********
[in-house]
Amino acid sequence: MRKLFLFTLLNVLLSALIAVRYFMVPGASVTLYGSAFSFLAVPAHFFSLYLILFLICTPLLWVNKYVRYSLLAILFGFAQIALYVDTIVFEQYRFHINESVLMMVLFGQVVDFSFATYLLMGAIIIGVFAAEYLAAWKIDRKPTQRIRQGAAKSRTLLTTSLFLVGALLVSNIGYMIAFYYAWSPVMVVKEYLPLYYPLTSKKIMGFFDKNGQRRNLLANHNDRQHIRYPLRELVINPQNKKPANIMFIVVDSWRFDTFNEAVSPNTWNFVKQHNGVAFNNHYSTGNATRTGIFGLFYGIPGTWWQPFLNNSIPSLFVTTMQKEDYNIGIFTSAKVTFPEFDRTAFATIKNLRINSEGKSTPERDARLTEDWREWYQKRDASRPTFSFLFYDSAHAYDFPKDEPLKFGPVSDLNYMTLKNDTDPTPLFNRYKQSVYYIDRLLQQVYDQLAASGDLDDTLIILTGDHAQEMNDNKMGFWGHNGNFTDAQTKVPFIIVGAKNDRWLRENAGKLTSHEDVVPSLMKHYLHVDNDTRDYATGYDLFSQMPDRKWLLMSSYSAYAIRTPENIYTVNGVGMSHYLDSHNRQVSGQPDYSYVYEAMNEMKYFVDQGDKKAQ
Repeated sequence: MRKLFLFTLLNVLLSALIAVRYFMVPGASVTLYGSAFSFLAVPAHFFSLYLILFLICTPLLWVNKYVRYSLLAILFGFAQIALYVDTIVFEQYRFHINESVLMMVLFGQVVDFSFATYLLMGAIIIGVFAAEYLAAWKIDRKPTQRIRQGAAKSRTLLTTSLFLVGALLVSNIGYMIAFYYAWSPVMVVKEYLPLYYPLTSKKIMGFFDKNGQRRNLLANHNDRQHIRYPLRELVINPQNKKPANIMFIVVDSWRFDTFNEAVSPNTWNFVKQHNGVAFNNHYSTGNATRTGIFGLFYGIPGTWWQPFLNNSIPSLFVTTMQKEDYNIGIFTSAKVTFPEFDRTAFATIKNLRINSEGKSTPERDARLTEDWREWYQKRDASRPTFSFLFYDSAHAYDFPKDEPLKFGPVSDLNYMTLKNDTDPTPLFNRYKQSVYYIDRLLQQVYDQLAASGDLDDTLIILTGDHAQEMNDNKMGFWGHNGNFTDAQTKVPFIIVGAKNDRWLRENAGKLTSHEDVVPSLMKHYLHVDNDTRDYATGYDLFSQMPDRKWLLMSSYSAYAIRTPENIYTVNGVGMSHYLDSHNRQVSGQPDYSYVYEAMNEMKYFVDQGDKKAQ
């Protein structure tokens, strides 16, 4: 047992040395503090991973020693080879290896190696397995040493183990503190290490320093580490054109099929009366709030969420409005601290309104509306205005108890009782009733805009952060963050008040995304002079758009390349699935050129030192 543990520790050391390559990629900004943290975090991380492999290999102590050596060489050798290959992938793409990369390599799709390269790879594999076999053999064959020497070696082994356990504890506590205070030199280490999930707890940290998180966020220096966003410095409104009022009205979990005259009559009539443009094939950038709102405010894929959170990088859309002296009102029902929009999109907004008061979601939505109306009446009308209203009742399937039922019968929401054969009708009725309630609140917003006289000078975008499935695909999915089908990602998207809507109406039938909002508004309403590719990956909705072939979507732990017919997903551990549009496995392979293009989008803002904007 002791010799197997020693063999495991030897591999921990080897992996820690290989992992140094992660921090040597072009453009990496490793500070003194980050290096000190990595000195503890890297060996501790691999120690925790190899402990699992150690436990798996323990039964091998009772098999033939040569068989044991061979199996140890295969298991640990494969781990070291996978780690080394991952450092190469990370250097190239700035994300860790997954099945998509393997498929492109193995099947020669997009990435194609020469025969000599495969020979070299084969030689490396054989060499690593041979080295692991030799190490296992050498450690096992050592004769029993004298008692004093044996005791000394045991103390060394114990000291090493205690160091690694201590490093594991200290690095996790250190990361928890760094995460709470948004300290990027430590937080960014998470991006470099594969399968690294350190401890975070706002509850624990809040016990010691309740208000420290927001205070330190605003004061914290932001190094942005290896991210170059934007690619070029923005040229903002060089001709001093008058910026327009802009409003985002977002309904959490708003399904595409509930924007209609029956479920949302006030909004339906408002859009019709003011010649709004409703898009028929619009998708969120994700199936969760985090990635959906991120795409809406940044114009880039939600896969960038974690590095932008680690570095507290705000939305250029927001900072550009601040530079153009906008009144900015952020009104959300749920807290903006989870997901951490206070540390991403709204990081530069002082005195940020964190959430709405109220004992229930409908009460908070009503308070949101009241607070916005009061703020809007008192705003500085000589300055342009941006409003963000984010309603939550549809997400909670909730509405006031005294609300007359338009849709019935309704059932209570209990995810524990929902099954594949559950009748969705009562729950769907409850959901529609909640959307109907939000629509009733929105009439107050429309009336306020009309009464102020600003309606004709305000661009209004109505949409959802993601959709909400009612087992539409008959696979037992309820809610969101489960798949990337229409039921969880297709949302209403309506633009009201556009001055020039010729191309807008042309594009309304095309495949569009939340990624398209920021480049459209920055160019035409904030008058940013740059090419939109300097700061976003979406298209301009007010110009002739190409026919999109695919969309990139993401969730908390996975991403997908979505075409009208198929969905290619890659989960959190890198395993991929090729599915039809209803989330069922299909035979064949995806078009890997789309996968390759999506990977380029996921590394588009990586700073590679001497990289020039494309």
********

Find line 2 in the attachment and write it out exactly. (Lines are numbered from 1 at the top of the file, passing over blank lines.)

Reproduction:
Amino acid sequence: MRKLFLFTLLNVLLSALIAVRYFMVPGASVTLYGSAFSFLAVPAHFFSLYLILFLICTPLLWVNKYVRYSLLAILFGFAQIALYVDTIVFEQYRFHINESVLMMVLFGQVVDFSFATYLLMGAIIIGVFAAEYLAAWKIDRKPTQRIRQGAAKSRTLLTTSLFLVGALLVSNIGYMIAFYYAWSPVMVVKEYLPLYYPLTSKKIMGFFDKNGQRRNLLANHNDRQHIRYPLRELVINPQNKKPANIMFIVVDSWRFDTFNEAVSPNTWNFVKQHNGVAFNNHYSTGNATRTGIFGLFYGIPGTWWQPFLNNSIPSLFVTTMQKEDYNIGIFTSAKVTFPEFDRTAFATIKNLRINSEGKSTPERDARLTEDWREWYQKRDASRPTFSFLFYDSAHAYDFPKDEPLKFGPVSDLNYMTLKNDTDPTPLFNRYKQSVYYIDRLLQQVYDQLAASGDLDDTLIILTGDHAQEMNDNKMGFWGHNGNFTDAQTKVPFIIVGAKNDRWLRENAGKLTSHEDVVPSLMKHYLHVDNDTRDYATGYDLFSQMPDRKWLLMSSYSAYAIRTPENIYTVNGVGMSHYLDSHNRQVSGQPDYSYVYEAMNEMKYFVDQGDKKAQ